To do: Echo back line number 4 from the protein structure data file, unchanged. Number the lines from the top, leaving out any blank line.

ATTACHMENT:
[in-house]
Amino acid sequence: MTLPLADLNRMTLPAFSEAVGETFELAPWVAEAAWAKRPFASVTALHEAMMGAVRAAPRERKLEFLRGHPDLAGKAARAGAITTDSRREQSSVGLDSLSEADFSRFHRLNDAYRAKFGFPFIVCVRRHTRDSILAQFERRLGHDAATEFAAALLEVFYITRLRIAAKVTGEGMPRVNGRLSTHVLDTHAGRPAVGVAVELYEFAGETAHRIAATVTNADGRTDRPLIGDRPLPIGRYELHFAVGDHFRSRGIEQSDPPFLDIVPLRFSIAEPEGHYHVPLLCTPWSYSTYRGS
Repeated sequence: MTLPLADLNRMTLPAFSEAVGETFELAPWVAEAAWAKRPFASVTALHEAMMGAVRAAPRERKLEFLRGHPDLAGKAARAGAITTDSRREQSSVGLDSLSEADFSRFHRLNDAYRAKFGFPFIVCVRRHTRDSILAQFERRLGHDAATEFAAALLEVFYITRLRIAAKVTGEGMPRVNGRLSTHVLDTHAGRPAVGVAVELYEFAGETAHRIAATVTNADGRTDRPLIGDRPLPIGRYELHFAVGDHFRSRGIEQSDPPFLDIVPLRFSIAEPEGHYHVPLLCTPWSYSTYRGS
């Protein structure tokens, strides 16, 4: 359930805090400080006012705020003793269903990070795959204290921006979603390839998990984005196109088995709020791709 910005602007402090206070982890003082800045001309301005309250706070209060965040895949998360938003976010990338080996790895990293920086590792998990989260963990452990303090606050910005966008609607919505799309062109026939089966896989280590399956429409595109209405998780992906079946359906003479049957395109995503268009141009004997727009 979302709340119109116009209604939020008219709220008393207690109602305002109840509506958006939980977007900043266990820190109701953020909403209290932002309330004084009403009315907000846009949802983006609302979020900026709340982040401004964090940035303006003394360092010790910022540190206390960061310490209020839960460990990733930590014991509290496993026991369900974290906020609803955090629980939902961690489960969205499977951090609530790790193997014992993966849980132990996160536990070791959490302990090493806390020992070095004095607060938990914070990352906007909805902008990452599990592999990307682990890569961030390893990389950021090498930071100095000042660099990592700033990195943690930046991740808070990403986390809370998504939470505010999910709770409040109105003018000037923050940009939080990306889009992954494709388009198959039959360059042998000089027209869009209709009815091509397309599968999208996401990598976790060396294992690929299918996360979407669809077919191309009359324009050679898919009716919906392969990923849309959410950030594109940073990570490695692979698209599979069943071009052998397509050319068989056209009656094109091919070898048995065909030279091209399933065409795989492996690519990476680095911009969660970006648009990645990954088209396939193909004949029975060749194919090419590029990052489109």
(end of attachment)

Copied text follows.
């Protein structure tokens, strides 16, 4: 359930805090400080006012705020003793269903990070795959204290921006979603390839998990984005196109088995709020791709 910005602007402090206070982890003082800045001309301005309250706070209060965040895949998360938003976010990338080996790895990293920086590792998990989260963990452990303090606050910005966008609607919505799309062109026939089966896989280590399956429409595109209405998780992906079946359906003479049957395109995503268009141009004997727009 979302709340119109116009209604939020008219709220008393207690109602305002109840509506958006939980977007900043266990820190109701953020909403209290932002309330004084009403009315907000846009949802983006609302979020900026709340982040401004964090940035303006003394360092010790910022540190206390960061310490209020839960460990990733930590014991509290496993026991369900974290906020609803955090629980939902961690489960969205499977951090609530790790193997014992993966849980132990996160536990070791959490302990090493806390020992070095004095607060938990914070990352906007909805902008990452599990592999990307682990890569961030390893990389950021090498930071100095000042660099990592700033990195943690930046991740808070990403986390809370998504939470505010999910709770409040109105003018000037923050940009939080990306889009992954494709388009198959039959360059042998000089027209869009209709009815091509397309599968999208996401990598976790060396294992690929299918996360979407669809077919191309009359324009050679898919009716919906392969990923849309959410950030594109940073990570490695692979698209599979069943071009052998397509050319068989056209009656094109091919070898048995065909030279091209399933065409795989492996690519990476680095911009969660970006648009990645990954088209396939193909004949029975060749194919090419590029990052489109």